Judge Brett Kavanaugh’s Supreme Court confirmation hearing was overtaken by political theatrics on Tuesday, as Democratic lawmakers and protesters delayed the formal start of proceedings by more than an hour – and Republicans fired back by touting Kavanaugh’s credentials and decrying the breach of decorum.
The spectacle underscored the political nature of the confirmation hearings, coming two months before the midterms and as some senators gear up for a possible 2020 presidential run against President Trump. Several of those senators led the charge Tuesday in objecting to Kavanaugh.
Within moments of Tuesday's kickoff, top Democrats tried to sideline the session with a rapid-fire string of objections concerning access to the nominee's records.
When Senate Judiciary Committee Chairman Chuck Grassley first tried to deliver opening remarks, Democratic California Sen. Kamala Harris raised objections to the committee just receiving a batch of 42,000 documents relating to the nominee's work with past administrations.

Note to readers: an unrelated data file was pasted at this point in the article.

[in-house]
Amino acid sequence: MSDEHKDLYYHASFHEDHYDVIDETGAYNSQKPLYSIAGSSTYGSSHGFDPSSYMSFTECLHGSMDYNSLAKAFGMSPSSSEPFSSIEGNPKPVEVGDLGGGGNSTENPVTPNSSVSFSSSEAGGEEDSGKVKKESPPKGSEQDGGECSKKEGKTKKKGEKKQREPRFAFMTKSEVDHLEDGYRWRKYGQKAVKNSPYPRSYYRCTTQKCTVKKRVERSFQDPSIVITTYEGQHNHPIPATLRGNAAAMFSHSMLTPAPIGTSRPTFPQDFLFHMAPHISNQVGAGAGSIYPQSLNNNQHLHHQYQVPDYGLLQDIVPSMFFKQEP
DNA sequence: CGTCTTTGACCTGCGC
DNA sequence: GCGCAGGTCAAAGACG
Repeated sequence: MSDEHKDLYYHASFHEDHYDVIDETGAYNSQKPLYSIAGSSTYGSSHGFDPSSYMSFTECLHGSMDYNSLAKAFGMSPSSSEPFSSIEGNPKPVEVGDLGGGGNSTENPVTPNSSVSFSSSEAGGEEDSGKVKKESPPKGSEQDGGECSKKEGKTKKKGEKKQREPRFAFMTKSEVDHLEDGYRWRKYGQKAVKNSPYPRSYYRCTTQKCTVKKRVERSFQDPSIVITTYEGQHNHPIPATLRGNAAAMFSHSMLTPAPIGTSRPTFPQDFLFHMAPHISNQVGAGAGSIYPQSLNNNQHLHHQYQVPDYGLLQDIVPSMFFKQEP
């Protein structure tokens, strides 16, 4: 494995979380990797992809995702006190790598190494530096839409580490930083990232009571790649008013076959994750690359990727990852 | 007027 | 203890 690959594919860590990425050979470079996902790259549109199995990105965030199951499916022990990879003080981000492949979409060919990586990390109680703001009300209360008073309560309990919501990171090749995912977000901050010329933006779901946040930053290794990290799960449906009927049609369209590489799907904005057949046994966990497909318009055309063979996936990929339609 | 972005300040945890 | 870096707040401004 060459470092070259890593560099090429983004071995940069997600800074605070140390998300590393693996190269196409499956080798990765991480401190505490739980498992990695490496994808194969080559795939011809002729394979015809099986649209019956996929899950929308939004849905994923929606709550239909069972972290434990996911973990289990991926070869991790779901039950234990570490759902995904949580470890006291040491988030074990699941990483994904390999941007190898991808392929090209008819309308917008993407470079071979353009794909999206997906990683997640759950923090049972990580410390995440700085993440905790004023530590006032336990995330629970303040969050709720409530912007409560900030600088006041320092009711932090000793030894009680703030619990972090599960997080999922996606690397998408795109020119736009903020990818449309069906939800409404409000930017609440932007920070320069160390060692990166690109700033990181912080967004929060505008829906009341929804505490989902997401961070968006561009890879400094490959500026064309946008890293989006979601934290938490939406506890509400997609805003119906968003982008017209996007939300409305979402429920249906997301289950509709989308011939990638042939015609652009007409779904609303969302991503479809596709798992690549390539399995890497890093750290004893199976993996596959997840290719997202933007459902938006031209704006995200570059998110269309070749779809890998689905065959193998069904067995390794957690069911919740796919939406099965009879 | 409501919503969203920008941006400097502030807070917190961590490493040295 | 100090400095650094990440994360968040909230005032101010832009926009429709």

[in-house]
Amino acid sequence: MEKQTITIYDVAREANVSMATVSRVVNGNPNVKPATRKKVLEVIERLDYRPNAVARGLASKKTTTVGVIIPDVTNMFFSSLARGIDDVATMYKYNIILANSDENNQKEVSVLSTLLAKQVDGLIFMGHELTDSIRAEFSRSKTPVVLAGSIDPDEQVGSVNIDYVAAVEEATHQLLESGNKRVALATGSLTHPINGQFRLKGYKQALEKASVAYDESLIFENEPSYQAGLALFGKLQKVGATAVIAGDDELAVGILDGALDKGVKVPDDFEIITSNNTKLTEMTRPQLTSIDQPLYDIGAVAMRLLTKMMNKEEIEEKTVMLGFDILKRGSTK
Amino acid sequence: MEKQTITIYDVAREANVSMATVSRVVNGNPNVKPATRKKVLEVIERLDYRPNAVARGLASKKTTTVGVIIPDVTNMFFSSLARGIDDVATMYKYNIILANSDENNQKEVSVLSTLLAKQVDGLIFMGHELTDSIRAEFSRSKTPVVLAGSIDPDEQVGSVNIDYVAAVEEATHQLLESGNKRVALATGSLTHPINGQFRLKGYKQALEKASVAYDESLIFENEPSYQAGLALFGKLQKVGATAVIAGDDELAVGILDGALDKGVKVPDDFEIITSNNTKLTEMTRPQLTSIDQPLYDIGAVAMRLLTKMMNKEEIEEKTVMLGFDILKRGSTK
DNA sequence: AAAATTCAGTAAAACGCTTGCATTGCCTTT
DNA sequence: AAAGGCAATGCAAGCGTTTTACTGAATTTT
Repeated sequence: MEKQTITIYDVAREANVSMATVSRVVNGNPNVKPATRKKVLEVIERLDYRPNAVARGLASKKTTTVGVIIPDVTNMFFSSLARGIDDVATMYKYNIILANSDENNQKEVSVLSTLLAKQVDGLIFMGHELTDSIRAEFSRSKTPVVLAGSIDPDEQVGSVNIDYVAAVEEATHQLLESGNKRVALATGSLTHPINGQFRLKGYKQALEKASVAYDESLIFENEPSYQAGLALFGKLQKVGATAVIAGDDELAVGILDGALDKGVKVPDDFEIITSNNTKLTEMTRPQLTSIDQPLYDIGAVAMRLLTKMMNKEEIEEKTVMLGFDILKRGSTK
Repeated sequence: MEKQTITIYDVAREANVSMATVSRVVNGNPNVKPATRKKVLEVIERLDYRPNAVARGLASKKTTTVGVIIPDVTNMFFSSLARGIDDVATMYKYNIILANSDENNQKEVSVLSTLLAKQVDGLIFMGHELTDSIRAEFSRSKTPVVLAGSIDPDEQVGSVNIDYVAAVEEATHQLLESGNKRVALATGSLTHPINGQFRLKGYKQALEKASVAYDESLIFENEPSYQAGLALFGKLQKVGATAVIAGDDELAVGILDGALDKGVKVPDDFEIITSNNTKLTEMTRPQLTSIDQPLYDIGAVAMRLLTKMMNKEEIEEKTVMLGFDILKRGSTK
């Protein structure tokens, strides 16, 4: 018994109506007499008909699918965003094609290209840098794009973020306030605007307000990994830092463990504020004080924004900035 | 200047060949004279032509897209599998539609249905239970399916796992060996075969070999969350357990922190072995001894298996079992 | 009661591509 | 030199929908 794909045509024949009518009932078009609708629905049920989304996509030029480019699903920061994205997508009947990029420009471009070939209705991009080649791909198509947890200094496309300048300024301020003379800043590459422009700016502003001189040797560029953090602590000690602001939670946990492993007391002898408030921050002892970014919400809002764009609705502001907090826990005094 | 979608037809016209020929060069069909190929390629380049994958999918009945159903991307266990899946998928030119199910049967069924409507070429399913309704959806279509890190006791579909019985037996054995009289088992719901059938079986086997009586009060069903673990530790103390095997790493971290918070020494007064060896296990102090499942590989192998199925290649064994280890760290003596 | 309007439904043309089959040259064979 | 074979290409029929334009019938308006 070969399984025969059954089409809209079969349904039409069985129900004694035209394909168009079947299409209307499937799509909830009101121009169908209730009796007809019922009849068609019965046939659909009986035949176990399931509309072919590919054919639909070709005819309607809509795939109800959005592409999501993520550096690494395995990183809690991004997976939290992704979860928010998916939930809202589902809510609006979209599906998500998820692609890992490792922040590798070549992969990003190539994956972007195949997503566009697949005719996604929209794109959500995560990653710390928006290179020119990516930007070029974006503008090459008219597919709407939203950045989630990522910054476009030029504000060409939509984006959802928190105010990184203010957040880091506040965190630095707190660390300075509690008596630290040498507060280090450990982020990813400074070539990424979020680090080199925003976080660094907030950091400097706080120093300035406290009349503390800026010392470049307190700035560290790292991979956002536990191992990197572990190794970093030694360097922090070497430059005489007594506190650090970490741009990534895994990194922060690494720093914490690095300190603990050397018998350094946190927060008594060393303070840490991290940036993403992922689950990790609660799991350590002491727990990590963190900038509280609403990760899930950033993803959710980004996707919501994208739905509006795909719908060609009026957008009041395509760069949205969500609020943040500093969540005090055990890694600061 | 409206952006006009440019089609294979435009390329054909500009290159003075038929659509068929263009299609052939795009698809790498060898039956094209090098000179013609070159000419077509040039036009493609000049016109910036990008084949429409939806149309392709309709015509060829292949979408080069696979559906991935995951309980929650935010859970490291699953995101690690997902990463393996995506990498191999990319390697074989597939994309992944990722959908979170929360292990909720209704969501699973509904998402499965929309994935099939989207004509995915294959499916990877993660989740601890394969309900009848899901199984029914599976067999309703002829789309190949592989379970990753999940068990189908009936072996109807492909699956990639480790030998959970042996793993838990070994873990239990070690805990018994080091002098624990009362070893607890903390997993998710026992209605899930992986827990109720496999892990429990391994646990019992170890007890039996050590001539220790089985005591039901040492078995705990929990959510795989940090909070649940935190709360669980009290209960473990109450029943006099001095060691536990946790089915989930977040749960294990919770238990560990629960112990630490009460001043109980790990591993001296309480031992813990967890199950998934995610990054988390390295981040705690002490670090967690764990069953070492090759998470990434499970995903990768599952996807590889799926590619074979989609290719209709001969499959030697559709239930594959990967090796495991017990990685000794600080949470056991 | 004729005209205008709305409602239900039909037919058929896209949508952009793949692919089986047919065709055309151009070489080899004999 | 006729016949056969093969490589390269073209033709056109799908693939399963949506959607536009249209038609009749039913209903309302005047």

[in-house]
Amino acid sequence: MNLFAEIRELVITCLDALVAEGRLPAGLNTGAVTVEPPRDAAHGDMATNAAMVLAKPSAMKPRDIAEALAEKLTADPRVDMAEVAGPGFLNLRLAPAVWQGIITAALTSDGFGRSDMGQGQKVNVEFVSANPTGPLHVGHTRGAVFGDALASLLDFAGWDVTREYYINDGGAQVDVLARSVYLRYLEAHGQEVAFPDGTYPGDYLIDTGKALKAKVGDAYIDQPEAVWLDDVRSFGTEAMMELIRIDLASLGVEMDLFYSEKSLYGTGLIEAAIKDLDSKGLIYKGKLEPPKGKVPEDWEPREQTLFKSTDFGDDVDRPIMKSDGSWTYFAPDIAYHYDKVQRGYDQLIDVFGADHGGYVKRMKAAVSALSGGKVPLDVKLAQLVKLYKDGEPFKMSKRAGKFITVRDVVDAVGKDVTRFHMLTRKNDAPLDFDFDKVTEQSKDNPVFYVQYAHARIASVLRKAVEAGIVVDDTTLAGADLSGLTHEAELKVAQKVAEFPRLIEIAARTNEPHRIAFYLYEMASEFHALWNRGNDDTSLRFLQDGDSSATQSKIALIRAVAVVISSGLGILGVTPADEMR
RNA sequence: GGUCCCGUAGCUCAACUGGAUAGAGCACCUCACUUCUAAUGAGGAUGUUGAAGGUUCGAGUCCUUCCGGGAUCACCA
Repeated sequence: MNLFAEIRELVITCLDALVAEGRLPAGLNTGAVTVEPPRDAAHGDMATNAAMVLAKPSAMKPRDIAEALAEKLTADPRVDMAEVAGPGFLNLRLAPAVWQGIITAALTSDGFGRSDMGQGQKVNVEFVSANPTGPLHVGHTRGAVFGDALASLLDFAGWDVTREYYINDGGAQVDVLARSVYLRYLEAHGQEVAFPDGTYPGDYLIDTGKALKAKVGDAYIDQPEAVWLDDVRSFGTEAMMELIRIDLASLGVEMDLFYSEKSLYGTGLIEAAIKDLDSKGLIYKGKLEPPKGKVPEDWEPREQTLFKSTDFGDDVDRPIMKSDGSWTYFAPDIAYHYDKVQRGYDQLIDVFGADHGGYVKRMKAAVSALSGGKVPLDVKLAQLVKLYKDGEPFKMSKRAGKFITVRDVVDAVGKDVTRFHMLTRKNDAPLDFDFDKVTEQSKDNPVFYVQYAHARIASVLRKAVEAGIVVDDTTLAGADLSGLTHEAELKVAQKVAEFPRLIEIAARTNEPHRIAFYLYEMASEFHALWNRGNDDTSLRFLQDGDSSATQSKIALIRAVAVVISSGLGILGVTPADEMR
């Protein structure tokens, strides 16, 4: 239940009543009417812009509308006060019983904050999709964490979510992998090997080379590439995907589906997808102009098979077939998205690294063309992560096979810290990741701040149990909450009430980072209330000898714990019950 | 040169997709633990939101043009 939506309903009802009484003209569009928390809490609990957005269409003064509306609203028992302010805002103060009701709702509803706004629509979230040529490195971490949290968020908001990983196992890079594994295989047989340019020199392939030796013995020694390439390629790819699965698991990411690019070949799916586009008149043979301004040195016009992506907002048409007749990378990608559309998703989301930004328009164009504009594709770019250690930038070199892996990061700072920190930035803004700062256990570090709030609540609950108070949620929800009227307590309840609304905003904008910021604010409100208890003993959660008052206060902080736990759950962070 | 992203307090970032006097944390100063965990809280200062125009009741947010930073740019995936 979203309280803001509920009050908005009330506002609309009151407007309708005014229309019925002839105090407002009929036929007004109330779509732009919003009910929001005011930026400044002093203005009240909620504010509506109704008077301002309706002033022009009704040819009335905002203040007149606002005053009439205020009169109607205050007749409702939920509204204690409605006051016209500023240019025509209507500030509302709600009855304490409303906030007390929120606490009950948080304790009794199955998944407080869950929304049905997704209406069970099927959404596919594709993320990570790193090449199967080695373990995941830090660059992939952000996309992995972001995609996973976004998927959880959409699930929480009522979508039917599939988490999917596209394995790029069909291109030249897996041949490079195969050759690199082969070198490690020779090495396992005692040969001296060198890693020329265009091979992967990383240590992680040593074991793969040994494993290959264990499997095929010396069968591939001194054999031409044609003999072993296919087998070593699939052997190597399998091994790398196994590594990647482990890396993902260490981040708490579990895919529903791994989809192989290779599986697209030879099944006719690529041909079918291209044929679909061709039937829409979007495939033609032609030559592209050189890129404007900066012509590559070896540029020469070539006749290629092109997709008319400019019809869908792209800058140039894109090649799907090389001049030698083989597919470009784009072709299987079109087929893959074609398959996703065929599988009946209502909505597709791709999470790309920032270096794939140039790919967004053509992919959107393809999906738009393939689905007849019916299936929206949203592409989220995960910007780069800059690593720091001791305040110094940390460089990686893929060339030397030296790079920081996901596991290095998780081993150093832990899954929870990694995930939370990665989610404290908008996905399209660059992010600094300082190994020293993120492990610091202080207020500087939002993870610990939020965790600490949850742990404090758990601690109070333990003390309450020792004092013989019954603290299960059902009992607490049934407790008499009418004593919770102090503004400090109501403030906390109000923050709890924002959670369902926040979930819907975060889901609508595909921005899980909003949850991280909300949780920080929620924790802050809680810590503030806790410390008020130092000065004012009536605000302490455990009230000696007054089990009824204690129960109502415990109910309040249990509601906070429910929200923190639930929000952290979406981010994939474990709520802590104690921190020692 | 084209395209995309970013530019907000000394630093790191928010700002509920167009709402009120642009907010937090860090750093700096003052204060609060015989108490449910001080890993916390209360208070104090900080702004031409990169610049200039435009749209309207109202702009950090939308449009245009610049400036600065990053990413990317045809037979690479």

“We cannot possibly move forward," Harris, a potential 2020 Democratic presidential contender, said.
Grassley told her she was "out of order," but other Democrats chimed in to back up Harris, including Sen. Richard Blumenthal, D-Conn., who moved to adjourn.
This prompted applause from some in the audience, and touched off protests and shouting. Then, after New Jersey Sen. Cory Booker added his voice complaining of a "rush," Grassley countered: “I think you are taking advantage of my decency and my integrity.”